Tuesday 1 March 2022

The Mental Health Stigma

A broken leg is not the same as anxiety; a heart attack different from depression. Aside from the obvious, a more subtle difference presents itself. We know what to do when someone turns up on the tube in a cast (offer them our seat) or when someone clutches their chest and collapses to the ground (call 999). But if a friend started displaying signs of struggling with their mental health, many of us have no idea how to respond. We probably mean well, but it's not immediately obvious what to do. Being anxious does not just go away after a few weeks. Depression isn't cured because your friend bought you a stuffed animal. 

Part of the problem is, of course, ignorance. What having anxiety or depression or mental health issues means. How it affects people. How it comes in waves. How there's nothing 'wrong' one minute and then, all it once, absolutely everything is wrong. How what helped last time, may well be the worst thing in the world this time. How everyone experiences their struggles differently. How it's impossible, sometimes, to put your finger on quite what is wrong but dammit, somthing is wrong. And if you knew, you'd tell someone, of course you would, but you just don't know. When your leg hurts, you can point at it. Tell someone your leg hurts. But how do you explain that your brain hurts. That your mind hurts. That voices inside your head won't shut up or go away. That you do not feel anything or that you feel everything and that sometimes it's somehow both. At the same exhausting time. 

How are you supposed to help in such circumstances? I think it's a fair question. I don't have the answer. I write only as someone who has struggled, and continues to struggle, with mental health. Who has tried - and sometimes failed spectacularly - to help others with their own struggles. I know it starts with going easy on yourself. As someone struggling - you do not need to be okay all the time or even trying to be okay. It's okay not to be okay. As someone trying to help - making mistakes is okay. In my experience being there for someone is littered with errors, words said better left unsaid and actions done regretted almost instantly. Don't be discouraged. You never know when a hug offered makes the world of difference or a letter written changes the course of someone's day. Sitting in silence near someone is often the best thing you can do and requires nothing but time and patience.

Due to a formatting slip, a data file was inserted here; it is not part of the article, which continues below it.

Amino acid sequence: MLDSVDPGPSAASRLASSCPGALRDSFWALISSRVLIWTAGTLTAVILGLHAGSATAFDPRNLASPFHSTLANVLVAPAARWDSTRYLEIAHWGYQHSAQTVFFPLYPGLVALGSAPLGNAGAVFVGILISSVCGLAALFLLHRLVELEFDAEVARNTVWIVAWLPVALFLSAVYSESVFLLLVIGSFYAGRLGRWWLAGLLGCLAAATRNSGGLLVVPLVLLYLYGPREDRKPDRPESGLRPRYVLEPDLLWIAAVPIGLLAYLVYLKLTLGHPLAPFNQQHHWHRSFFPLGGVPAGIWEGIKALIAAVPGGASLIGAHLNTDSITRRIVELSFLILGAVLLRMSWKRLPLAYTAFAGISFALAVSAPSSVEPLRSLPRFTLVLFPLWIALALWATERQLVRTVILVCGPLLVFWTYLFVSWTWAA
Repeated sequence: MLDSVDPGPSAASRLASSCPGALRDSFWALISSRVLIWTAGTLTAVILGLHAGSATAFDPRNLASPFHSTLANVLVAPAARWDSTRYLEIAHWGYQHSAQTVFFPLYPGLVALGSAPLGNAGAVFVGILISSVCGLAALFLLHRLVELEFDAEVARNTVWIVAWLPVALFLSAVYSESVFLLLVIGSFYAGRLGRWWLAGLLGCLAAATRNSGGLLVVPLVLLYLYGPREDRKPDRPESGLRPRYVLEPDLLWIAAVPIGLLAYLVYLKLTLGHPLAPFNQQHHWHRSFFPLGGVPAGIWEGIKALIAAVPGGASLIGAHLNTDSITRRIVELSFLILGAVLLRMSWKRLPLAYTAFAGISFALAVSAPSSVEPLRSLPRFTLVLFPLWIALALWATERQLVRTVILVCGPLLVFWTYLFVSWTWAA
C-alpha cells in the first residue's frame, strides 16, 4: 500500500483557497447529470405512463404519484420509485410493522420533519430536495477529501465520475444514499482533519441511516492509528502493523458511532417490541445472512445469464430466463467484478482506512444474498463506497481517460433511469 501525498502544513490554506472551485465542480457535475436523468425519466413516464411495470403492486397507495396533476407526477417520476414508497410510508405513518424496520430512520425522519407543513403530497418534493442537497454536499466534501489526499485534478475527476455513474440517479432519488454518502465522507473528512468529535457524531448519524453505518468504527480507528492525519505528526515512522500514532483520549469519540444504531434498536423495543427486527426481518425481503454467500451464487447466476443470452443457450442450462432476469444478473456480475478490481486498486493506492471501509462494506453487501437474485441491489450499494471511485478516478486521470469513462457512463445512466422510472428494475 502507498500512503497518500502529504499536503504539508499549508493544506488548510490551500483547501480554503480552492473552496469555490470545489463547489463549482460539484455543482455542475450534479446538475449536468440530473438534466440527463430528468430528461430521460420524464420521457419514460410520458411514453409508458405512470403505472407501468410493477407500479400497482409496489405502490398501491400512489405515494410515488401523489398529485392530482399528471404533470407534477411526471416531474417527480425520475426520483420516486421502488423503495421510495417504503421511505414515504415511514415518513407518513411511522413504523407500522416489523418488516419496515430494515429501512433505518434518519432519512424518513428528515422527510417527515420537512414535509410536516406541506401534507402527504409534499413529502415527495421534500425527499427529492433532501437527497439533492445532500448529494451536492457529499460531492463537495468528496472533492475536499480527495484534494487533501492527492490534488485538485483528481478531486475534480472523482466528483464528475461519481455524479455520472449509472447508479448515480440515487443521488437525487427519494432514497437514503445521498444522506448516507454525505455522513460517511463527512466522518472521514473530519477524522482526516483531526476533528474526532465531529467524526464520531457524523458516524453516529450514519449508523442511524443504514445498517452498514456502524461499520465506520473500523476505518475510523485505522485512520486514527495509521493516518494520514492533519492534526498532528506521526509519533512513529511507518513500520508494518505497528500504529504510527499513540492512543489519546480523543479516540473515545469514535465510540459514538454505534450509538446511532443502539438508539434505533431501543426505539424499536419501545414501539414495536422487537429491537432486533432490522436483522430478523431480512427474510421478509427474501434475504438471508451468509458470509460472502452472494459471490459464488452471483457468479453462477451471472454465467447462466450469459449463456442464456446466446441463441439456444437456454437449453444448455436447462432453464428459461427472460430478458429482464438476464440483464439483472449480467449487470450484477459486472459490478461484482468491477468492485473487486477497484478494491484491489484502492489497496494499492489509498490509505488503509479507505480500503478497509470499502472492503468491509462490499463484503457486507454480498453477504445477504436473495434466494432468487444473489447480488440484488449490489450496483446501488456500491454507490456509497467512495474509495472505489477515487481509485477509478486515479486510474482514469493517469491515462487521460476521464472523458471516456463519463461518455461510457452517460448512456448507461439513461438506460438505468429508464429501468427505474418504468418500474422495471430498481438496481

If you're struggling, reach out. To me, to your friends, to someone. Or don't. Just know that you could. If that would maybe help. Especially then. But even if you're not sure. The world needs more people talking about their mental health. If you can manage it. 

1 comment:

  1. As someone who has also suffered with severe depression Raph, I can tell you in my worst moments I didn't want to be helped and would actively push people away as much as possible because I was ashamed of the state I was in or because I had given up. The good news is that there are many things someone who is prone to bouts of depression can do to prevent relapses. Exercise, having a social life, having intellectual challenges are a few things, but there are many more on both a tactical and strategic level. The key to remember is that an ounce of prevention is worth a pound of cure. It is much easier to prevent it happening than get yourself out of it when you are in it.

    In terms of helping someone, which I also have plenty of personal experience, I like the advice to just check in a couple of times a week on someone who you think may be struggling. And yes, hugs, being present, listening and helping out with small things like making a meal can massively help. Of course, you should put your gas mask on first of course and make sure you are mentally stable enough to help.

    Anyway, thanks for writing about this. there is plenty to be said about mental health and the more awareness we have the more we can overcome the stigma.


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